Implementation proposals and their proper use enable explicit communication between stakeholders at the critical phase of requirements interpretation, as well as mapping the implications of design decisions to the end product. In addition, the comparison of implementation proposals and requirements demands iteration until a joint understanding of requirements and domain implications can be reached. A positive spin-off effect is that requirements deliverers, e.g. product managers, are able to gauge the impact on system architecture early in the process.

The focus of this paper is on presenting the implementation proposal technology and the organizational and process implications that follow the utilization of the technology. The experiences of using implementation proposals are based on a pilot currently underway in a large scale development effort at ABB.

The paper is structured as follows. Section 2 discusses the background and related work. In Section 3 the implementation proposal concept and handshaking process is presented and discussed. Section 4 presents early handshaking results. Section 5 positions handshaking with related literature. Section 6 concludes the paper.





2 Background

Large scale distributed development demands management of physical distance, time zones, and the thin spread of domain and technology expertise, which impact requirements communication [2], and management of the overall solution architecture with multiple levels of product integration.

Key principles that are applied to manage these issues include allocation of responsibility for well-separated components of the software solution to various teams, ownership of such a team for the overall lifecycle of their contribution, a globally accessible requirements and configuration management infrastructure, and project roles and practices that enable critical communication to happen among the teams as well as between the teams and product management, project management, and architects.

The application of these principles leads to an organizational structure that is aligned either with the structure of the software product and its related domains [7] or with the overall development process with different roles located at different places.

Fig. 1 illustrates one such an alignment in a stylized and simplified manner that can be observed in ABB as it relates to the case presented in this paper.

Fig. 1. Alignment of organizational structure with the structure of the software product and its related domains.

In Fig. 1, product management is responsible for a software product’s markets and application domains and formulates relevant requirements, which are handed over to a software architecture team. The software architects, responsible for the overall architecture of the software product, communicate requirements to development teams, which are responsible for the development of the components assigned to them. Those components, finally, are integrated to form the software product, which after verification and validation gets deployed into the targeted application domains and markets.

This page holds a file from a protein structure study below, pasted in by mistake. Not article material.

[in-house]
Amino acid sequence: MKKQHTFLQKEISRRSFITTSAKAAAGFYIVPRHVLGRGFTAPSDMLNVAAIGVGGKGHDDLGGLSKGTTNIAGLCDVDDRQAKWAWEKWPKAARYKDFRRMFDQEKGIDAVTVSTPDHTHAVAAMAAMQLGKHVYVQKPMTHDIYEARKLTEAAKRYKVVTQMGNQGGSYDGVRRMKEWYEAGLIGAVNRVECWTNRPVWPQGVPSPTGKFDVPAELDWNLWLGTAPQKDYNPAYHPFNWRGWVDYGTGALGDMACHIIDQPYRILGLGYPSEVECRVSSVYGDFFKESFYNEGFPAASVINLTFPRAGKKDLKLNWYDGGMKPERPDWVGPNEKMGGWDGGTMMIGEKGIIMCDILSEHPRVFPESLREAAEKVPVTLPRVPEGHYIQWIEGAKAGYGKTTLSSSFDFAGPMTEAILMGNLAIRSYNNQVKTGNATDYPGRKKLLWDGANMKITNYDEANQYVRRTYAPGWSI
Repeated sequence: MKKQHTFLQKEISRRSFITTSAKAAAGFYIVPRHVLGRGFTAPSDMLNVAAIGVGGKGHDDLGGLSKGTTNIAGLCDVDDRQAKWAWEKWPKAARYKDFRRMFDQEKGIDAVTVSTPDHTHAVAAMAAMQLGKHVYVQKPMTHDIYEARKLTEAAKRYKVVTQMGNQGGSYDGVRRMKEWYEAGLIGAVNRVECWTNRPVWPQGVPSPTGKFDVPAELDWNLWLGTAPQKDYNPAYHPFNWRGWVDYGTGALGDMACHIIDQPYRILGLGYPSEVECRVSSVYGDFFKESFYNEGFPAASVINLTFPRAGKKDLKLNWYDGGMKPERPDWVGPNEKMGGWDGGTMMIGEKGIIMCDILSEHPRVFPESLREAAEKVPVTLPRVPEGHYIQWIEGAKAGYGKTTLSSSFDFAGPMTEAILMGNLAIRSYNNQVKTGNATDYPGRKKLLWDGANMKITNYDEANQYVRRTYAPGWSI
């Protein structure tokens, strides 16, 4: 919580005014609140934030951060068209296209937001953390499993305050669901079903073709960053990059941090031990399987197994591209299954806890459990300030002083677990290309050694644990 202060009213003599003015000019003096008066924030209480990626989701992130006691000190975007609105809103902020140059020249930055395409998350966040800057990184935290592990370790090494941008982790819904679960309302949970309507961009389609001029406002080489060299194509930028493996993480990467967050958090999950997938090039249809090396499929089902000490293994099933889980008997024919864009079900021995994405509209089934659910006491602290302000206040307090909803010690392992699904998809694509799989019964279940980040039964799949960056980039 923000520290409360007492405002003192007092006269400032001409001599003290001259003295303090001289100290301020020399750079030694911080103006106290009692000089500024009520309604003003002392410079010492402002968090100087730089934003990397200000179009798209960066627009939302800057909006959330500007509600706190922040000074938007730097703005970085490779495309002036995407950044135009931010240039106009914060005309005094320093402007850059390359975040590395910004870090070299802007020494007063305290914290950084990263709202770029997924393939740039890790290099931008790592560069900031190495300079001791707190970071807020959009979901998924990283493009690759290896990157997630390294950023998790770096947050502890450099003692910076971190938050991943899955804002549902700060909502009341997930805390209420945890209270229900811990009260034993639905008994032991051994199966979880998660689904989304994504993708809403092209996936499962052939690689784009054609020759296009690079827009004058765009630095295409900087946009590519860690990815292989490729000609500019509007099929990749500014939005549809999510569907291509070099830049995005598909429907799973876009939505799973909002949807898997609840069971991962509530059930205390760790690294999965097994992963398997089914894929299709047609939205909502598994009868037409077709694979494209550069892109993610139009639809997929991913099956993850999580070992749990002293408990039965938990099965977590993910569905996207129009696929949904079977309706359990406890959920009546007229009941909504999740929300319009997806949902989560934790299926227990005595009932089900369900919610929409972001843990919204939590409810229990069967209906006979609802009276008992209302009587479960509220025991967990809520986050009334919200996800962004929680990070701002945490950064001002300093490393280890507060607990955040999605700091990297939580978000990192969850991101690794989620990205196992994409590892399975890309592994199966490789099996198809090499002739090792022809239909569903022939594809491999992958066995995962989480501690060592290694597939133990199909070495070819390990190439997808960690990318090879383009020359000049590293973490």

There are several ways to handle the division of work and organizational structure with regards to distributed development [4, 7]. First, the case of hand-off can be seen in Fig.1, where different process steps are performed at different levels in the organization. Every such process step results in a deliverable that is handed down, like the requirements from product management to the architecture team. This implies that the deliverables have to be transferred across sites. Such a hand-off between sites can cause many of the issues discussed earlier in terms of heterogeneous understanding, and impossible compensation for imperfect deliverables due to lacking informal and day-to-day communication.

Second, the case of structural or functional division can be seen in Fig.1, where different parts of the product itself, i.e. some feature sets, are handled exclusively by one site. This implies that deliverables do not need to be transferred across sites, but are created and handed over locally. The main challenge is here to minimize coordination needs by a clear division of the product with low coupling between the parts that are distributed over sites. This is hard to achieve in practice.

In the ABB case hand-off challenges were predominant, even if some units on development level actually were organized according to product functions. The focus of this paper is on addressing the challenges to this type of distributed organization.

Looking at work performed previously in relation to the problem at hand, several investigations have been conducted for identifying the main challenges and recommending solutions [1-3, 5, 6]. Commonly recurring themes are face-to-face meetings and communication between sites. Solutions include introducing requirements management platforms for global access to requirements, employing communication technologies like chat, persistent video- and teleconferencing for enhanced communication, shared project workspaces, and configuration management systems.